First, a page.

To be sure, Prof. Esenberg is in fact very smart indeed, which makes some of the positions he stakes out that much more questionable.

Like this one, for example:
The rationale behind the recusal motions filed against Michael Gableman are [sic] primarily (although not quite entirely) based on the now infamous Reuben Mitchell ad and certain statements made by Gableman’s lawyer, Jim Bopp, in the course of defending Justice Gableman on ethics charges stemming from the ad.
While Attorney Rob Henak is a talented advocate, I don't believe he's quite mastered time travel, as his original motions were filed in April, and Jim Bopp didn't deliver his statements until September.

9 comments:

Jim Bouman said...

Let's not get into name-calling.

Mensch?

Not even mensch potensch.

Nor honorable menschion.

Rick Esenberg said...

I'll certainly concede that you are not the only intemperate voice in the local blogosphere but I'll stand by my assertion that you are right up there. If you weren't a former student and I didn't think you could do better, it wouldn't bother me.

Putting that aside, you steadfastly refuse to engage the issue. You have scientists engaged in a very complicated effort to reconstruct thousands of years of history who are telling us, based on these reconstructions, to turn the world inside out.

But the reconstructions are not nearly as reliable or the product of objective analysis as they claim them to be. In fact, they fight tooth and nail to share their data with others (threatenting to destroy it) and try to hide what is inconsistent with the "tidy picture" from the public and policy makers - even it is well know among the congnoscenti.

If you can't see why that is a problem that the "right" and everyone else might be concerned about, then all I can say is go in peace.

As for the rationale for recusal motions, you'd do better to address the argument that I made on the faculty blog than look for a gothcha because you didn't get one. There are multiple motions and Bopp's comments have become an issue. In fact, Rob has raised Gableman's defense in newly filed motions and in supplements to his initial motion. See, for example, pp. 15-17 of this document. You'd have expected him to do this. He's a very good lawyer.

I'll await your retraction.

John Foust said...

Standard Contradictory Disclaimer™: I don't recall ever saying or writing that AGW does not exist. To the contrary, I don't deny the probability of AGW.

As for "calumnist", not quite... (Results 1 - 10 of about 12,900 for Calumnist).

Attacking Charlie would mean the shadowy interest groups would stop buying him lunch.

Rick Esenberg said...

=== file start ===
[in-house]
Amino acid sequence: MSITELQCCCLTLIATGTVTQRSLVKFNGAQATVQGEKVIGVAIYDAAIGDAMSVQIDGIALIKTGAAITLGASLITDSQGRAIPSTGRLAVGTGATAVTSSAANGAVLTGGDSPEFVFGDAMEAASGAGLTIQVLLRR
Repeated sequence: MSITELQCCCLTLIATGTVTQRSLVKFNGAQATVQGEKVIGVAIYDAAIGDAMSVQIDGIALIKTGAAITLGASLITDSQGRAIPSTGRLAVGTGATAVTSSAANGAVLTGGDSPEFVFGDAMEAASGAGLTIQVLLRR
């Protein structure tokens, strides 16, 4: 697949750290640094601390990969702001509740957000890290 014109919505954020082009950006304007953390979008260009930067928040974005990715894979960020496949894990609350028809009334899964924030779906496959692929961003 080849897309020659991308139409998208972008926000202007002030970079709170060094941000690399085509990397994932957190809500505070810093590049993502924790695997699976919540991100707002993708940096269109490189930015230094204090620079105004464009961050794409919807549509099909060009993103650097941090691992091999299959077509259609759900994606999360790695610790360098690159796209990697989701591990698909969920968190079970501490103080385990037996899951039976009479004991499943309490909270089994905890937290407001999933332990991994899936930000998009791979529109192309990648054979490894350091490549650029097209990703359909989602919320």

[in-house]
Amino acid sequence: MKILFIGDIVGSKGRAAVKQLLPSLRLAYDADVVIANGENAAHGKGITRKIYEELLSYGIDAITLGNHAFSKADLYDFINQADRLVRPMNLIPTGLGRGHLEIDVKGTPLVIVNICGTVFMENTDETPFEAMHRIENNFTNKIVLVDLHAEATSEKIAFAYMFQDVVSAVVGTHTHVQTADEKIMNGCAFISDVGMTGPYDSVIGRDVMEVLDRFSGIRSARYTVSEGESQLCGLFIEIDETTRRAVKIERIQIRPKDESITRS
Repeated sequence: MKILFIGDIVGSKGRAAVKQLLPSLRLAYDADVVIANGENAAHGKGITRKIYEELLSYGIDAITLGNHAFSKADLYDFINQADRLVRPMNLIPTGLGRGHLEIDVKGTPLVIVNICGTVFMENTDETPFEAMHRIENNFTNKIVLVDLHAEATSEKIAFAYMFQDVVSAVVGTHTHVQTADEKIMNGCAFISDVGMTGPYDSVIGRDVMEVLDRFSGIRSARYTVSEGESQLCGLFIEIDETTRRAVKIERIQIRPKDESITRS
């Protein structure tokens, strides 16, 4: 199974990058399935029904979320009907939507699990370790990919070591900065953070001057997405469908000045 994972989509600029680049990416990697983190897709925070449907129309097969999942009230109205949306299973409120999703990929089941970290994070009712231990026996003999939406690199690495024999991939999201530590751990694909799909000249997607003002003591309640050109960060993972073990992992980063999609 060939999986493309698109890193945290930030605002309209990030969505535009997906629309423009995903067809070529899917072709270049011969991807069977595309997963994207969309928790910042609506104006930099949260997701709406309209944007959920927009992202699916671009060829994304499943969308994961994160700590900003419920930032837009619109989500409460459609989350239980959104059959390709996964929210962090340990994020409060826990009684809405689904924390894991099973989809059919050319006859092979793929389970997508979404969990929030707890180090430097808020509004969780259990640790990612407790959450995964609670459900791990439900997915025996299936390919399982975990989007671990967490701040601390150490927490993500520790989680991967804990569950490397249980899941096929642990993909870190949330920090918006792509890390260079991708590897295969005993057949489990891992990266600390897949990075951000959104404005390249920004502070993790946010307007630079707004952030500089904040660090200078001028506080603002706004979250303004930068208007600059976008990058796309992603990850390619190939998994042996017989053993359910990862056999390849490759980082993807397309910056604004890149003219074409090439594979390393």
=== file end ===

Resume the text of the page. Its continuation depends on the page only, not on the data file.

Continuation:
Still waiting. I retracted my error.

As for shadowy interests buying me lunch, please provide the details. I don't make as much as I used to.

illusory tenant said...

I'll certainly concede that you are not the only intemperate voice in the local blogosphere but I'll stand by my assertion that you are right up there.

Flattery will get you nowhere.

If you weren't a former student and I didn't think you could do better, it wouldn't bother me.

(For the record I attended one undergraduate political science class of Rick Esenberg's at the University of Wisconsin-Milwaukee. I am not a former law student of his and had graduated by the time he joined the faculty.)

Putting that aside, you steadfastly refuse to engage the issue. You have scientists engaged in a very complicated effort to reconstruct thousands of years of history who are telling us, based on these reconstructions, to turn the world inside out.

That has never been the issue for me. The sole issue for me has been the reaction to the CRU e-mails unlawfully obtained and disseminated: "Climategate." I have never said a word, nor do I believe myself technically qualified to say a word, about what the research indicates for either the past, present, or future. And I have not denied that there are tremendously difficult and economically substantial choices to be faced.

I guess I will "go in peace," because I find nothing surprising about scientists privately and amongst themselves chafing at the incessant demands of contrarians like Steve McIntyre. Nothing whatsoever.

I'll await your retraction.

Of what? First of all, the rationale is to get Gableman off the cases. Second, the factual elements underyling the due process theory put forth with the view to achieving that end include the Mitchell ad and Bopp's statements, certainly. But it can't be said to be "primarily" based on them. It is "primarily" based on Gableman's political activities in toto, the foregoing being only two pieces of extensively documented supporting evidence.

While I'm aware of subsequent motions and addenda, it's quite impossible for the original motions filed in April to be "primarily" based on events that didn't occur until five months hence. And if Bopp hadn't made those celebrated utterances, the motions would have been filed anyway, even the most recent ones. Bopp helpfully iced the cake, providing additional support for their "primary" basis, which is the nature of Gableman's political campaign considered as a whole.

Rick Esenberg said...

See, Tom, that's what I mean. You go out of your way to make a snarky comment about a post the merits of which you have no interest in addressing in order to make it sound like someone (in this case, me) has said something silly or stupid or impossible. How could motions filed in April be based, in part, on something that happened in September? What a wingnut !!!